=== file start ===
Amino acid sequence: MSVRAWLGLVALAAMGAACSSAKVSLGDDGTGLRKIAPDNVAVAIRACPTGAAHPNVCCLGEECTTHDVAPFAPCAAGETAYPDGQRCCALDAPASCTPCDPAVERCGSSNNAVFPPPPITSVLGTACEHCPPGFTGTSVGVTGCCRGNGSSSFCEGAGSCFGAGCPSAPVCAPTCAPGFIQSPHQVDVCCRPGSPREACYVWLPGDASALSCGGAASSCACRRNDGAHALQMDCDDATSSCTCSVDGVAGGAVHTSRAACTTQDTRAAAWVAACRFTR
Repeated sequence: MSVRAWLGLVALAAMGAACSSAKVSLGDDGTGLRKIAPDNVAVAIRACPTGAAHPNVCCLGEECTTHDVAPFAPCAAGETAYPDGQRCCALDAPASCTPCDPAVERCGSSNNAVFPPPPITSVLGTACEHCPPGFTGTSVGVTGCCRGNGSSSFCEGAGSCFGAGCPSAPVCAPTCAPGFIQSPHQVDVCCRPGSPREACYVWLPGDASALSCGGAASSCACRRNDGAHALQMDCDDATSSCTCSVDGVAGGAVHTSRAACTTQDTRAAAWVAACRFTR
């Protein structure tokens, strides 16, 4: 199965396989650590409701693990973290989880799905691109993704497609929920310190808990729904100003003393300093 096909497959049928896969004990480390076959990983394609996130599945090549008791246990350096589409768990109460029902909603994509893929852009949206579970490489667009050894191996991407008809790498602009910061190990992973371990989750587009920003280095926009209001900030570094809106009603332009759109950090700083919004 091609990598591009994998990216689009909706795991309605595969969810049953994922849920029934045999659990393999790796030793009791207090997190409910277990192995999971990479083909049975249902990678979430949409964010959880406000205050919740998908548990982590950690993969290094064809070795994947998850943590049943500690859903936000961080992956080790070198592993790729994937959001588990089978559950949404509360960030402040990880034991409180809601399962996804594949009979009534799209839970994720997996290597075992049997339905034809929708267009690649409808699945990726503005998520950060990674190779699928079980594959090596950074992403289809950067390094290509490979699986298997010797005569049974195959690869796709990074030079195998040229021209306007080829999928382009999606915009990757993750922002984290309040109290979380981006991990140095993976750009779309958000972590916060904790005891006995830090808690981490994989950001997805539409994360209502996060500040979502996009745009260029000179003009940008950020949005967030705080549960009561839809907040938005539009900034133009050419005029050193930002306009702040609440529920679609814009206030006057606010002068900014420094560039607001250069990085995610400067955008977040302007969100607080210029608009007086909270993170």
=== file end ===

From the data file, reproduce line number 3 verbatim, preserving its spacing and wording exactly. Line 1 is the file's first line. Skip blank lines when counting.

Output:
């Protein structure tokens, strides 16, 4: 199965396989650590409701693990973290989880799905691109993704497609929920310190808990729904100003003393300093 096909497959049928896969004990480390076959990983394609996130599945090549008791246990350096589409768990109460029902909603994509893929852009949206579970490489667009050894191996991407008809790498602009910061190990992973371990989750587009920003280095926009209001900030570094809106009603332009759109950090700083919004 091609990598591009994998990216689009909706795991309605595969969810049953994922849920029934045999659990393999790796030793009791207090997190409910277990192995999971990479083909049975249902990678979430949409964010959880406000205050919740998908548990982590950690993969290094064809070795994947998850943590049943500690859903936000961080992956080790070198592993790729994937959001588990089978559950949404509360960030402040990880034991409180809601399962996804594949009979009534799209839970994720997996290597075992049997339905034809929708267009690649409808699945990726503005998520950060990674190779699928079980594959090596950074992403289809950067390094290509490979699986298997010797005569049974195959690869796709990074030079195998040229021209306007080829999928382009999606915009990757993750922002984290309040109290979380981006991990140095993976750009779309958000972590916060904790005891006995830090808690981490994989950001997805539409994360209502996060500040979502996009745009260029000179003009940008950020949005967030705080549960009561839809907040938005539009900034133009050419005029050193930002306009702040609440529920679609814009206030006057606010002068900014420094560039607001250069990085995610400067955008977040302007969100607080210029608009007086909270993170």